Despite all the angst surrounding the recording, the finished product felt like an epiphany. It was a critical and commercial triumph. Not only did it win a Grammy Award for Best Contemporary Folk Album, it also topped the prestigious Village Voice Critics Poll. The drama surrounding the making of Car Wheels branded her a “perfectionist.” That reputation would be perfectly acceptable for a man. For a woman, it was misogynist shorthand for “difficult” or “temperamental.”

The next few years saw Lu making music at a furious clip (at least for her). 2001 saw the release of Essence, which won a Grammy Award for Best Female Rock Performance. World Without Tears followed in 2003 and a couple years later she recorded her first live effort, Live At The Fillmore. By 2007, she had recorded enough material for a double album. But her supposedly artist-friendly label, Lost Highway cautioned against a two-record set. So, her songs were spread out over two separate albums, West and Little Honey, respectively.

In 2009, Lucinda married record company executive Tom Overby. Two years later, she released Blessed, a collection of songs that reflected her newfound marital happiness. Free from her Lost Highway obligations, she and Tom created their own label, Highway 20 Records. Her inaugural effort, 2014’s Down Where The Spirit Meets The Bone,” was the two-disc set she’d been wanting to make for seven years. A couple years later, “The Ghosts Of Highway 20” arrived, followed by Good Souls Better Angels in 2020. Later that same year, Lu suffered a stroke at her home is Nashville. During her recovery, she was required to use a cane and couldn’t play guitar, but within a year, she back to herself and back out on the road.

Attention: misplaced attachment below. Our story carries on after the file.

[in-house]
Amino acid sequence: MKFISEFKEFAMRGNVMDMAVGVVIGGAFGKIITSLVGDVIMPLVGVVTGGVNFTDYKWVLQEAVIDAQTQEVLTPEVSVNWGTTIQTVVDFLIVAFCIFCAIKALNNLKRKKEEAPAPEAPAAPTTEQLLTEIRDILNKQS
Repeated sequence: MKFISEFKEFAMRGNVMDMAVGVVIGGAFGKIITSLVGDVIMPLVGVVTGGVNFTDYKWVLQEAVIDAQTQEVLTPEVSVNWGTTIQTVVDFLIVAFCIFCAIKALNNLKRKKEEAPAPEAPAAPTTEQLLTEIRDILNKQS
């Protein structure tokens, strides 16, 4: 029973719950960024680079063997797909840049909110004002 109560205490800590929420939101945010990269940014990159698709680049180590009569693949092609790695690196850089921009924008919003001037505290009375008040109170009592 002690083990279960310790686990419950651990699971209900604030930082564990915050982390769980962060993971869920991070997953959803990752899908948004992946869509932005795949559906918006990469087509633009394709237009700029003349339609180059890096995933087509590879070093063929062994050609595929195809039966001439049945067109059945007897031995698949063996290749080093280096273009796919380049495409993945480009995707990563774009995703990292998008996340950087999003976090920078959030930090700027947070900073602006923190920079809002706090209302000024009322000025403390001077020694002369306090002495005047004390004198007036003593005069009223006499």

During the pandemic, Lucinda busied herself by recording a series of livestream shows. The six-episode series of themed performances began with Lu’s Jukebox Vol. 1- Runnin’ Down A Dream: A Tom Petty Tribute. She continued throughout 2021 with live tributes to Memphis and Muscle Shoals, Bob Dylan’s Backpages, ‘60s Country Classics, Rockin’ Christmas favorites and The Rolling Stones. Earlier this year, she published her a book, Don’t Tell Anybody The Secrets I Told You: A Memoir, which was characteristically withholding and revealing. Now she has returned with her 15th album, Stories From A Rock N’ Roll Heart. The record kicks into gear with the irresistible Stones-y swagger of “Let’s Get The Band Back Together.” A walloping drumbeat collides with stripped-down guitars, swirly Hammond B-3, prowling bass and a tambourine shake. Lyrics act as a call to arms for anyone who began a band in a garage before real life intruded; “We hung together, as long as we could, but sooner or later it was understood, different cities and different towns, and then real life had to come around, some bonds bend but never break, throw it all to the hands of fate.” On the break, guitars pivot between muscular and coruscated riffs, meandering piano and fluttery B3. Lucinda’s world-weary rasp is joined on the refrain by a Gospel-flavored Greek chorus of voices. On the final verse, the arrangement powers down to just strutting bass and a stutter-y beat as Lu offers a toast to those she’s lost, but not forgotten; “And then one day, we turn around, in between the lost and found, some are missing and some are still here, let’s sing a song for the disappeared, let’s raise a glass to the best of friends, here’s to the night that never ends.”